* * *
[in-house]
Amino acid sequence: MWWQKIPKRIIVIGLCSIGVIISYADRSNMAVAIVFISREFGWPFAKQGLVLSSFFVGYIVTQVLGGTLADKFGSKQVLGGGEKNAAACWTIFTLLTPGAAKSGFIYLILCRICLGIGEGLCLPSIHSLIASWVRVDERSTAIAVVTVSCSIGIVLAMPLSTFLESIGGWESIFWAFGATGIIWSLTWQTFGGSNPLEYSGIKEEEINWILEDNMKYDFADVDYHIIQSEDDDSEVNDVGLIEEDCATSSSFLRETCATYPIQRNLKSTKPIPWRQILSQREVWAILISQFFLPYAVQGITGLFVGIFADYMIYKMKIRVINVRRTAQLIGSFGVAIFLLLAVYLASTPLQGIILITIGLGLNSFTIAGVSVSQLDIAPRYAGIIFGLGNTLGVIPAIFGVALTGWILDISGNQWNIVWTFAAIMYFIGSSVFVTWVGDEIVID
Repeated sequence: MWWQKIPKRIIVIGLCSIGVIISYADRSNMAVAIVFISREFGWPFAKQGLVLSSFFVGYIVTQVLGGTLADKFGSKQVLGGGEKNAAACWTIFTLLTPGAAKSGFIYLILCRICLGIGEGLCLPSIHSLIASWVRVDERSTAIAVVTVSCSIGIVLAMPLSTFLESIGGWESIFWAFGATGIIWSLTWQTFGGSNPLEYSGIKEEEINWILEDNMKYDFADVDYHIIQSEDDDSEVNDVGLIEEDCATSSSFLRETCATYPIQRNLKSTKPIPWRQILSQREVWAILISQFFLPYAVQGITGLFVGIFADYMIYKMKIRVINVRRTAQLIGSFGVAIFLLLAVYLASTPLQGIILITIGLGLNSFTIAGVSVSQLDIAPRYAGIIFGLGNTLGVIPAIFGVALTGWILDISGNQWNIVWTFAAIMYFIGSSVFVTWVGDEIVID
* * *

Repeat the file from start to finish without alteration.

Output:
[in-house]
Amino acid sequence: MWWQKIPKRIIVIGLCSIGVIISYADRSNMAVAIVFISREFGWPFAKQGLVLSSFFVGYIVTQVLGGTLADKFGSKQVLGGGEKNAAACWTIFTLLTPGAAKSGFIYLILCRICLGIGEGLCLPSIHSLIASWVRVDERSTAIAVVTVSCSIGIVLAMPLSTFLESIGGWESIFWAFGATGIIWSLTWQTFGGSNPLEYSGIKEEEINWILEDNMKYDFADVDYHIIQSEDDDSEVNDVGLIEEDCATSSSFLRETCATYPIQRNLKSTKPIPWRQILSQREVWAILISQFFLPYAVQGITGLFVGIFADYMIYKMKIRVINVRRTAQLIGSFGVAIFLLLAVYLASTPLQGIILITIGLGLNSFTIAGVSVSQLDIAPRYAGIIFGLGNTLGVIPAIFGVALTGWILDISGNQWNIVWTFAAIMYFIGSSVFVTWVGDEIVID
Repeated sequence: MWWQKIPKRIIVIGLCSIGVIISYADRSNMAVAIVFISREFGWPFAKQGLVLSSFFVGYIVTQVLGGTLADKFGSKQVLGGGEKNAAACWTIFTLLTPGAAKSGFIYLILCRICLGIGEGLCLPSIHSLIASWVRVDERSTAIAVVTVSCSIGIVLAMPLSTFLESIGGWESIFWAFGATGIIWSLTWQTFGGSNPLEYSGIKEEEINWILEDNMKYDFADVDYHIIQSEDDDSEVNDVGLIEEDCATSSSFLRETCATYPIQRNLKSTKPIPWRQILSQREVWAILISQFFLPYAVQGITGLFVGIFADYMIYKMKIRVINVRRTAQLIGSFGVAIFLLLAVYLASTPLQGIILITIGLGLNSFTIAGVSVSQLDIAPRYAGIIFGLGNTLGVIPAIFGVALTGWILDISGNQWNIVWTFAAIMYFIGSSVFVTWVGDEIVID